‘It was an experience you could never have with your family… no longer just a tourist, we were in the real Cuba.’
The Conversation Project
The Art of
Conversation A Year 9 student lets her passion guide her learning with fascinating results. Klara Zhao
In one of the most popular talks in the history of TED, author and international advisor on education, Sir Ken Robinson, made the call for schools to stimulate and develop, rather than stifle creativity, and empower their students to hone in on their passion. 15 year old Klara Zhao’s passion is reading. At school she is rarely without a book, usually a non-fiction work by a celebrated author on the art of writing. Klara was one of a group of Year 9 students given the chance to devote one day a week for six weeks to a project of their choice. Klara decided to compile and publish a book titled ‘The Conversation Project’. ‘I have always loved reading, especially non-fiction books,’ Klara says. ‘The idea for ‘The Conversation Project’ came from the publication ‘This is Not the End of the Book’ a conversation, among other things, on the rise of e-books and digital readers between writers Umberto Eco and JeanClaude Carriere’.
‘I decided to guide conversations between MLC School teachers from within the same department and different departments, with the aim of comparing them for content and flow,’ Klara says. The nine separate conversations began on the subject of books and meandered across topics as diverse as Freud, the mass culture appeal of ‘MasterChef’, children in detention and the French philosopher and sociologist, Jean Baudrillard. ‘The Conversation Project’ makes for a riveting read. ‘The best conversations were the ones that digressed a lot and in fact most of them did not take too long to stray off topic,’ says Klara. ‘In some cases the teachers were talking so much that I hardly had to intervene. In the less successful conversations they were very reliant on the questions. I came to the conclusion that the flow did not depend so much on whether the teachers were from the same department or from different departments but on the age gap between them and the general disposition of the participants’.
Klara continued the project when she travelled to Cuba on the MLC School Performing Arts Tour in September and October 2015, producing a second book – ‘Cuban Conversations’. ‘The Cubans I guided in conversation had much easier, more fluid interactions than the Sydney teachers’, she says. ‘Perhaps this was because my questions centred around the arts and in Cuba, people live and breathe the arts every day’. Klara will continue to explore the international art of conversation when she visits Chiang Mai, Thailand, with the rest of her year group in early 2016. It is all good preparation for Klara’s current career dream – to one day run a publishing house for avant-garde writers.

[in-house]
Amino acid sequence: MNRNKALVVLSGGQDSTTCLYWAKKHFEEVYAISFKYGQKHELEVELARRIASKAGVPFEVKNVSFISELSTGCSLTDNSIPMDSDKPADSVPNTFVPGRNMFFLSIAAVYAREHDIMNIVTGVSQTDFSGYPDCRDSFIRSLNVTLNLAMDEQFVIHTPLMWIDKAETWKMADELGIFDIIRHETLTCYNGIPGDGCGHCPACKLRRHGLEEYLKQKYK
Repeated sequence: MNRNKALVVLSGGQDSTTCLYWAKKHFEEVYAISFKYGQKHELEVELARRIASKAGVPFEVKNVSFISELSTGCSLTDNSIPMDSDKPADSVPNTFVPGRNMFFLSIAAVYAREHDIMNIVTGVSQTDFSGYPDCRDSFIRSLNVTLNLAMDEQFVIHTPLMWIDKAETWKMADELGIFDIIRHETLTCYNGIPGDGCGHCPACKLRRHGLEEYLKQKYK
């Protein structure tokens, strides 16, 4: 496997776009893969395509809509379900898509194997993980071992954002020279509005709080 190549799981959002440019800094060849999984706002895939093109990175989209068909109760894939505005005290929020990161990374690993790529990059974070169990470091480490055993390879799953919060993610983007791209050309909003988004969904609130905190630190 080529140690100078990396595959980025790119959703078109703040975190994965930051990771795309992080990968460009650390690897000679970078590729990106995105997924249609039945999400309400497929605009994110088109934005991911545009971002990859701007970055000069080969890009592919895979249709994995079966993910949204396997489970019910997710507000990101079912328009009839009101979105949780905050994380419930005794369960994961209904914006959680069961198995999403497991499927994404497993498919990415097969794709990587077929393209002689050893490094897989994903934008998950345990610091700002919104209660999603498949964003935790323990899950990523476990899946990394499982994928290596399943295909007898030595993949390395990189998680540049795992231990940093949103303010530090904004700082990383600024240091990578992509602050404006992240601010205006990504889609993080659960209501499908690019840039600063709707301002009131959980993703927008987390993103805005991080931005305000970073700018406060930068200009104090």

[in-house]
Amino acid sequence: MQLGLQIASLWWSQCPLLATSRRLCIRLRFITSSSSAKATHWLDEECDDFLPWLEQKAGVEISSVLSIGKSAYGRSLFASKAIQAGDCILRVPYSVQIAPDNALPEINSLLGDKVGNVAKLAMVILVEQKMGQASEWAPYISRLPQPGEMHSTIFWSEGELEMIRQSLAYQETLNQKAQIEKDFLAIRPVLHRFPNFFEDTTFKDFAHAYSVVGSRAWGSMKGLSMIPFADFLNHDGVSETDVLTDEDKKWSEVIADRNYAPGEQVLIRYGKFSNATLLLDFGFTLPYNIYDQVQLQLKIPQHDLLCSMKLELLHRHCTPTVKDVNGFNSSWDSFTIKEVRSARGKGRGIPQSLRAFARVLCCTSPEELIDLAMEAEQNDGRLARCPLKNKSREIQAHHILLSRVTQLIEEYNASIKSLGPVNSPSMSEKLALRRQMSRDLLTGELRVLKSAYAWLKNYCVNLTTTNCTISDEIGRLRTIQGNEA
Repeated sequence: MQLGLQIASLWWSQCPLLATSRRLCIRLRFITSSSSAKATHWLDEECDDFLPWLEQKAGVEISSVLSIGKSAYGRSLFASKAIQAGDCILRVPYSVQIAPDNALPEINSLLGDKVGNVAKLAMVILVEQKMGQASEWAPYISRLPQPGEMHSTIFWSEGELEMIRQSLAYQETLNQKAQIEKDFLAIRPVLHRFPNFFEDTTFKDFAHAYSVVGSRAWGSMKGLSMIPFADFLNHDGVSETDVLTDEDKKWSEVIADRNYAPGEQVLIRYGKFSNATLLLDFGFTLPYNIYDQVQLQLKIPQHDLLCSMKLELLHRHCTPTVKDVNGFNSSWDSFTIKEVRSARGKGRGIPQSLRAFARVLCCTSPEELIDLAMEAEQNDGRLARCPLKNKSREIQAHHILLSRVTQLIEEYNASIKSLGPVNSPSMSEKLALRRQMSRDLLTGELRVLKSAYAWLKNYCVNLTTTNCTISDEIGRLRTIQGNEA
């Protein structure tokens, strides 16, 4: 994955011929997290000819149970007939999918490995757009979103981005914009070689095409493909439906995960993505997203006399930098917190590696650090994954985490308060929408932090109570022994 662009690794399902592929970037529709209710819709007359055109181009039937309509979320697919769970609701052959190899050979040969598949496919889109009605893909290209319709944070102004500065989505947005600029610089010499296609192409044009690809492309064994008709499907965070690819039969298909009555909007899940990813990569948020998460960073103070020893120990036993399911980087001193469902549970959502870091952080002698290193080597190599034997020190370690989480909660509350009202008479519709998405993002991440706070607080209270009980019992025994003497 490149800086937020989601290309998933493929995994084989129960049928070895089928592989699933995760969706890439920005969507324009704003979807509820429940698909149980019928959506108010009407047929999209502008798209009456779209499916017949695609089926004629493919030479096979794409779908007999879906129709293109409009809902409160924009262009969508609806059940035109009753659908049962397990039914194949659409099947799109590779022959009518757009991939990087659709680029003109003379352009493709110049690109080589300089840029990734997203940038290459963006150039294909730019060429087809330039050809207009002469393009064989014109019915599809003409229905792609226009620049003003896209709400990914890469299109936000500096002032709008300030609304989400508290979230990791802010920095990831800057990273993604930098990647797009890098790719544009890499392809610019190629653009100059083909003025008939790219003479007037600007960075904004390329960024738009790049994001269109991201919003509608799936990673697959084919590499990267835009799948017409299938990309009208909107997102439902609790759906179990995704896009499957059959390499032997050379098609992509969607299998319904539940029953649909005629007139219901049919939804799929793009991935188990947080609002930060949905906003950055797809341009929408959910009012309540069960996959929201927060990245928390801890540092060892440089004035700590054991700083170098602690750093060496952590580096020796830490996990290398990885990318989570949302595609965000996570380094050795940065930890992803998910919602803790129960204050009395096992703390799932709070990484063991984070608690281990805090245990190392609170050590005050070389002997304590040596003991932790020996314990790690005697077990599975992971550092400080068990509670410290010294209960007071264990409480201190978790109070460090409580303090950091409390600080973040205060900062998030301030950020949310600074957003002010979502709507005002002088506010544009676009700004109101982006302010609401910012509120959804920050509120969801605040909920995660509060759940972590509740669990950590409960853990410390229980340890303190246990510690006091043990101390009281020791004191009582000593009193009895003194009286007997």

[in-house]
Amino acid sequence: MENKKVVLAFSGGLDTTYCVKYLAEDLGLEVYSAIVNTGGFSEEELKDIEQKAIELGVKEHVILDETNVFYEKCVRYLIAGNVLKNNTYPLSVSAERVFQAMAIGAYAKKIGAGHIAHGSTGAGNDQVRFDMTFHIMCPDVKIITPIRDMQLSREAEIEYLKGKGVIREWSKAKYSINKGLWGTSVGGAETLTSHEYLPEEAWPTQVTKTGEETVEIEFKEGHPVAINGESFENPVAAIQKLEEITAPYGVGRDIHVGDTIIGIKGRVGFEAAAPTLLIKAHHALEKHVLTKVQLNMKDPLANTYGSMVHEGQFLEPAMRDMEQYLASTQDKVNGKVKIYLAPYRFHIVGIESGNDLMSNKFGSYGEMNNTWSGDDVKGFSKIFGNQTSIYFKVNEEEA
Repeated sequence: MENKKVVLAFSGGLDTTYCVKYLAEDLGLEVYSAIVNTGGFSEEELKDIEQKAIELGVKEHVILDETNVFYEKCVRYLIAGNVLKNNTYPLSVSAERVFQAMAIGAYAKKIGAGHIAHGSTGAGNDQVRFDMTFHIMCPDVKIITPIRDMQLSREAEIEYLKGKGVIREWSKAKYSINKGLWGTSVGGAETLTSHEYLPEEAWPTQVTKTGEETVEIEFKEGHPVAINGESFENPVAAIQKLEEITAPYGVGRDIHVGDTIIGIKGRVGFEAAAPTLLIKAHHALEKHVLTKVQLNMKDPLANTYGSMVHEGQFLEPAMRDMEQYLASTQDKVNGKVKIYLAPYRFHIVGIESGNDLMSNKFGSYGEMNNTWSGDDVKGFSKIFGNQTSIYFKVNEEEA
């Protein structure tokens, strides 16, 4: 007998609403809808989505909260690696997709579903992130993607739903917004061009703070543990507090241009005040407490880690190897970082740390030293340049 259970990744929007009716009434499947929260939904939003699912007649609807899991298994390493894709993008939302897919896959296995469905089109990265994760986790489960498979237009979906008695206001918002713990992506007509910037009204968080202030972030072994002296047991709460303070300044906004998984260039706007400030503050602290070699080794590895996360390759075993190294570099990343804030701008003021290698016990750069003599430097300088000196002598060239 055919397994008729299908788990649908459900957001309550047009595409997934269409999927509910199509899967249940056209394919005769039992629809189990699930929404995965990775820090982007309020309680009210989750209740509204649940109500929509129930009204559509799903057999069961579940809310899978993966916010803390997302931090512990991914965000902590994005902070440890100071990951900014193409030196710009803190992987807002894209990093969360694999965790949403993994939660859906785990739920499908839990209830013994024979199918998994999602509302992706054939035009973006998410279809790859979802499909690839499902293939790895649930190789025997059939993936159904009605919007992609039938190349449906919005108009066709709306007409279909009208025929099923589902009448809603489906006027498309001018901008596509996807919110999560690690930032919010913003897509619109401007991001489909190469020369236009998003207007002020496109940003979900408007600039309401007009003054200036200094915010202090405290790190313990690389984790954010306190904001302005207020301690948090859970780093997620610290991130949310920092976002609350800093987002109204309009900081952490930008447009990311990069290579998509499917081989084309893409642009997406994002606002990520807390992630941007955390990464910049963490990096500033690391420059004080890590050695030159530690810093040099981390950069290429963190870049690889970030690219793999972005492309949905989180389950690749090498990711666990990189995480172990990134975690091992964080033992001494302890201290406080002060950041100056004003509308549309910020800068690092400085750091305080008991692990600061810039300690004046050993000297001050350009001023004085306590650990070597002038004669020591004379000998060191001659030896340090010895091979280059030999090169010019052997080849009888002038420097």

‘The best conversations were the ones that digressed a lot and in fact most of them did not take too long to stray off topic.’
Psychology of Work At MLC School students receive an insight into the workplace and more importantly, themselves. When Year 10 student Sreya Parakala was eight she received ‘The Ultimate Guide to the Universe,’ a picture book that came with glow in the dark stars and planets to stick on her ceiling. ‘I would fall asleep dreaming of becoming an astronaut, imagining the work I would do, what I would eat and what my space suit would look like’. Family and friends deterred Sreya, pushing her to choose something more down to earth. ‘Then I met my Science teacher Ms Getts who used to be an astrophysicist and I realised that my dream was still a possibility’.
This year Sreya applied for work experience at the CSIRO Australia Telescope National Facility (ATNF) and spent a week studying galaxy formation and learning to calculate the density of dark matter using specifications and formulas that can’t be found on the internet. ‘It was completely different from anything I had ever done before. I felt like I was actually on staff at the ATNF,’ she says. But Sreya’s discoveries about herself
turned out to be more significant. ‘It was really interesting work but in terms of the atmosphere in the office, it wasn’t right for me. Everyone was really nice but they just sat quietly in front of their computers and worked independently all day. I realised that I need a career where I can communicate and interact with people more’. Director of Career Development, Mrs Loretta Toole, says Sreya’s experience demonstrates why MLC School runs a work experience program for students in Year 10. ‘Students find this early exposure to workplace culture and expectations invaluable. They need a wide range of experiences as well as a solid understanding of themselves to help them decide their future careers’. Hannah Kelly is another Year 10 student who had something of an epiphany about her future this year. ‘I always wanted to study physiotherapy but after visiting the Elephant Rescue and Rehabilitation Centre during the Year 10 trip to Chiang Mai, I realised that I want to work in animal conservation or become a veterinarian,’ she says. Hannah organised work experience with the Sydney University Animal Hospital where she observed consultations, scans and surgeries to progress her dream.